Whether employing panels or mirrors, industrial solar farms are relatively easy to integrate into existing energy infrastructure. However, the challenge lies in transmitting their electricity beyond local power grids, as this is a complex endeavor. Some countries are working on connecting electric grids across the globe, while many solar farms store excess energy in massive batteries or convert their electricity into clean gas for later use. Nevertheless, these techniques are currently prohibitively expensive and inefficient to rely on. Additionally, industrial renewables, much like fossil fuels, can be linked to destructive mining operations and carbon-emitting global supply chains.

Nonetheless, solar energy offers a spectrum of possibilities, ranging from large-scale industrial solar farms to smaller installations that can power individual buildings and remote communities. These projects can either supplement existing energy sources or serve as passive energy providers for off-grid regions. The simplicity of solar panels, built from a few basic components, makes them quick to install and relatively easy to upgrade. This very adaptability has been a key factor in the remarkable cost reductions and widespread adoption of solar energy over the past decade. To address our ever-increasing global energy demands, we must explore solutions that encompass both large-scale initiatives and smaller, more localized projects. Solar power, with its potential to harness the abundant energy of the Sun, will undoubtedly play a central role in our quest for a sustainable energy future.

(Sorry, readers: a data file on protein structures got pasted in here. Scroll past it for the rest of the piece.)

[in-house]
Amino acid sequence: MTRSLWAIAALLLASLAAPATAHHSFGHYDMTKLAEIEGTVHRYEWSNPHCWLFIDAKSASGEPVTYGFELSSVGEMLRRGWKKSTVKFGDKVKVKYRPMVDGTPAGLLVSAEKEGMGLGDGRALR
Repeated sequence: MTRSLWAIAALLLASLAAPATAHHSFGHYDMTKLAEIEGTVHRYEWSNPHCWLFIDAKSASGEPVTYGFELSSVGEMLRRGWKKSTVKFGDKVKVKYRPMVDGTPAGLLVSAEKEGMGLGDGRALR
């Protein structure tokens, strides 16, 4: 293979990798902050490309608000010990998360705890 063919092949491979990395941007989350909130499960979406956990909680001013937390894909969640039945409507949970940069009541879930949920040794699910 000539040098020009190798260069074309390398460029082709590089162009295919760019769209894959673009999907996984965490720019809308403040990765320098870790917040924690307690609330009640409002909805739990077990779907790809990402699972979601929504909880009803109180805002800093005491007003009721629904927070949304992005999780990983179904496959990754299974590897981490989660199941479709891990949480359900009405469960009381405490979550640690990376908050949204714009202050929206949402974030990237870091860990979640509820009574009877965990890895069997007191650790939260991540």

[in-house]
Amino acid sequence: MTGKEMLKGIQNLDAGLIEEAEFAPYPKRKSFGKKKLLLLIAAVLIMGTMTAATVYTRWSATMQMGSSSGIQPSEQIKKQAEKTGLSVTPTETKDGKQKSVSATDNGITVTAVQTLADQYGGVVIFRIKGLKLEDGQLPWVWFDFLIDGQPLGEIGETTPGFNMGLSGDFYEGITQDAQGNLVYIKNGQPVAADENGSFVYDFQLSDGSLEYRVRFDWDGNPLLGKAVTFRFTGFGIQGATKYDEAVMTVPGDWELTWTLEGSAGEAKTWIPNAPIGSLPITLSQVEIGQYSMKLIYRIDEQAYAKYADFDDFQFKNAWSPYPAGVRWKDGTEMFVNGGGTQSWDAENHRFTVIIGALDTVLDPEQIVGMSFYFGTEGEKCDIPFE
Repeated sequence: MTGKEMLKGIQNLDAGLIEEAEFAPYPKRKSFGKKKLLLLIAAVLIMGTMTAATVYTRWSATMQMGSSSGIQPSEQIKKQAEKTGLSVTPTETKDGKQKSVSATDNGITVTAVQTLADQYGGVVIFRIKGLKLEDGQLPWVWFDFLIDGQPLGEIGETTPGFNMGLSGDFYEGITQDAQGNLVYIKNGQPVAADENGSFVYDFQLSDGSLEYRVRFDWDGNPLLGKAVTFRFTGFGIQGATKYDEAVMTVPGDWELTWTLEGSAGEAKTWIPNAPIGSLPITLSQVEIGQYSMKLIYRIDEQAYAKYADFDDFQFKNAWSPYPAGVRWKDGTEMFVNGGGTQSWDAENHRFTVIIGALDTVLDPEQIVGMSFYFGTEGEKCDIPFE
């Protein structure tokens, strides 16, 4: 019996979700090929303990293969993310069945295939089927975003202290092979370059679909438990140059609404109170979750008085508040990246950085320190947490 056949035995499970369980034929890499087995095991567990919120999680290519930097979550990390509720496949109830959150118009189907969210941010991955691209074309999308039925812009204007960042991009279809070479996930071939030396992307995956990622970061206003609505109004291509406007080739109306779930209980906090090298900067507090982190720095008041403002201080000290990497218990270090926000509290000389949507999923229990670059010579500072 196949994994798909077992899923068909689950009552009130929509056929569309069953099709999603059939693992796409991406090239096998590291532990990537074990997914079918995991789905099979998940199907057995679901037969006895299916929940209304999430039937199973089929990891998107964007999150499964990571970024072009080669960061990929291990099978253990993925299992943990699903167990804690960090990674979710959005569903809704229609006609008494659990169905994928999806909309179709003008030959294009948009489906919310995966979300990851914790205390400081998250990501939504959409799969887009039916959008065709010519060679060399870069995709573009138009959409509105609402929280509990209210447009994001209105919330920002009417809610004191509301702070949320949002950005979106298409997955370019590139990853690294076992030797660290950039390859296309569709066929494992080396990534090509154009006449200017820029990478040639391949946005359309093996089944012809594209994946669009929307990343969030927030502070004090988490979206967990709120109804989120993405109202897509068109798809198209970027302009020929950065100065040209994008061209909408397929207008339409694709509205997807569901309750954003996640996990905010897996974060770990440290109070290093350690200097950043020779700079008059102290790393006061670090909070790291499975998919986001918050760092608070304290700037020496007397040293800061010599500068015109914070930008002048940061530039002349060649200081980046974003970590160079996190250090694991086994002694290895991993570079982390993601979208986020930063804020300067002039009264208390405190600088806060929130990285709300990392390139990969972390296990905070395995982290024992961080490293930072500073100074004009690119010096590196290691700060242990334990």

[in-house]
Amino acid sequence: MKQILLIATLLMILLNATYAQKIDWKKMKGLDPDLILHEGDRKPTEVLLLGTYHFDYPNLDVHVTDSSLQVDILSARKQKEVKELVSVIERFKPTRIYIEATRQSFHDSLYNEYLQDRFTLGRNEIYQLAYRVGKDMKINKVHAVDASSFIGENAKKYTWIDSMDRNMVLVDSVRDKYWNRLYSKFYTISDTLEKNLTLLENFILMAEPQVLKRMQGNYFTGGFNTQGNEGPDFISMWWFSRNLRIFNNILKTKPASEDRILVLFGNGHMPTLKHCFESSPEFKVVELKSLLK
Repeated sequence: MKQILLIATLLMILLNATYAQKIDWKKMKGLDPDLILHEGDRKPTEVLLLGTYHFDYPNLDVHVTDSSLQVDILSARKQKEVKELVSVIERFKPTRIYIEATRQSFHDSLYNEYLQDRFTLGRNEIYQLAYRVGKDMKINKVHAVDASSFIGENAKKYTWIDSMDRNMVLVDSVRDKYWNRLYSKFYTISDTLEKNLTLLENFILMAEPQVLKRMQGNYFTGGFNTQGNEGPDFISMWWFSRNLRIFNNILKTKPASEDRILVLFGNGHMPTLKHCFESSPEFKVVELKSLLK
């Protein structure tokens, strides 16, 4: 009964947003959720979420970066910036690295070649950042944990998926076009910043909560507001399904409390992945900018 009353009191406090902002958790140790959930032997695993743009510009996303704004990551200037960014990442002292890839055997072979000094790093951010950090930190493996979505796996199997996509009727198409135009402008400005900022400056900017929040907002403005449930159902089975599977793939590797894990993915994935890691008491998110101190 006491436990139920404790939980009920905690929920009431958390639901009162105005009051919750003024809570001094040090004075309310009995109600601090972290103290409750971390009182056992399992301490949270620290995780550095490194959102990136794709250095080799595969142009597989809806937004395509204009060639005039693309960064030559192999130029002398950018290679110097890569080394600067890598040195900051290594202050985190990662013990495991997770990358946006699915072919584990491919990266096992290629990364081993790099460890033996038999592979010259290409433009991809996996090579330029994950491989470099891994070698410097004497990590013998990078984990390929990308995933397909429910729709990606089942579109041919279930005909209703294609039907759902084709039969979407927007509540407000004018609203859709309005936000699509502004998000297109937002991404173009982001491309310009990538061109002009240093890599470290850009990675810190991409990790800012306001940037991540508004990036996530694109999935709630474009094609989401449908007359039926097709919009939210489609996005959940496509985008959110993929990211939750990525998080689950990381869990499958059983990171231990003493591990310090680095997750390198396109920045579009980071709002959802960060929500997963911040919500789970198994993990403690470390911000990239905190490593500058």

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Comments (1)

  • Elaine Sihera9 months ago

    A very good question, which seems obvious in its usefulness, so one wonders what politics could be behind the lack of action on this idea. Excellent article with some great insights.

Betty-AnnWritten by Betty-Ann